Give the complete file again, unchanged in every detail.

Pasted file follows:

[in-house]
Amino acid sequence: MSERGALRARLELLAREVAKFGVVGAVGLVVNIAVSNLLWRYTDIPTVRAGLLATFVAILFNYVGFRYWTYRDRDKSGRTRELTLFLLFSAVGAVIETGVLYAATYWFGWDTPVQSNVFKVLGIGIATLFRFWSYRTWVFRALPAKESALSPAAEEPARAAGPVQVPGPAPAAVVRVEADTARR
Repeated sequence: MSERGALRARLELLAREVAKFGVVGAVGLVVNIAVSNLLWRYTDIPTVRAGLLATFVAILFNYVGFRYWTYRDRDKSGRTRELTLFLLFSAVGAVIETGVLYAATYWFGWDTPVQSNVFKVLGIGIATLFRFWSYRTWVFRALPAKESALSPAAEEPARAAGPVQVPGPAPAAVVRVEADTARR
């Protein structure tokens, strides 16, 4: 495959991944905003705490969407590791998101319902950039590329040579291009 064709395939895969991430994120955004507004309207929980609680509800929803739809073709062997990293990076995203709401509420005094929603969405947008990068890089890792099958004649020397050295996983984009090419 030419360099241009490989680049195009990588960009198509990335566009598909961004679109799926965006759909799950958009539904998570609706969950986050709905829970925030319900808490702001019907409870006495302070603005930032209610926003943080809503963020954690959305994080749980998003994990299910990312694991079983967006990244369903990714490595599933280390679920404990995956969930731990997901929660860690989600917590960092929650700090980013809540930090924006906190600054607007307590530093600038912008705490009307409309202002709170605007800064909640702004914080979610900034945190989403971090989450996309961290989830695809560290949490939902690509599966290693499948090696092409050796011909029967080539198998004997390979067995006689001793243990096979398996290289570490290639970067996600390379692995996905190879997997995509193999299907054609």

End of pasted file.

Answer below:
[in-house]
Amino acid sequence: MSERGALRARLELLAREVAKFGVVGAVGLVVNIAVSNLLWRYTDIPTVRAGLLATFVAILFNYVGFRYWTYRDRDKSGRTRELTLFLLFSAVGAVIETGVLYAATYWFGWDTPVQSNVFKVLGIGIATLFRFWSYRTWVFRALPAKESALSPAAEEPARAAGPVQVPGPAPAAVVRVEADTARR
Repeated sequence: MSERGALRARLELLAREVAKFGVVGAVGLVVNIAVSNLLWRYTDIPTVRAGLLATFVAILFNYVGFRYWTYRDRDKSGRTRELTLFLLFSAVGAVIETGVLYAATYWFGWDTPVQSNVFKVLGIGIATLFRFWSYRTWVFRALPAKESALSPAAEEPARAAGPVQVPGPAPAAVVRVEADTARR
């Protein structure tokens, strides 16, 4: 495959991944905003705490969407590791998101319902950039590329040579291009 064709395939895969991430994120955004507004309207929980609680509800929803739809073709062997990293990076995203709401509420005094929603969405947008990068890089890792099958004649020397050295996983984009090419 030419360099241009490989680049195009990588960009198509990335566009598909961004679109799926965006759909799950958009539904998570609706969950986050709905829970925030319900808490702001019907409870006495302070603005930032209610926003943080809503963020954690959305994080749980998003994990299910990312694991079983967006990244369903990714490595599933280390679920404990995956969930731990997901929660860690989600917590960092929650700090980013809540930090924006906190600054607007307590530093600038912008705490009307409309202002709170605007800064909640702004914080979610900034945190989403971090989450996309961290989830695809560290949490939902690509599966290693499948090696092409050796011909029967080539198998004997390979067995006689001793243990096979398996290289570490290639970067996600390379692995996905190879997997995509193999299907054609």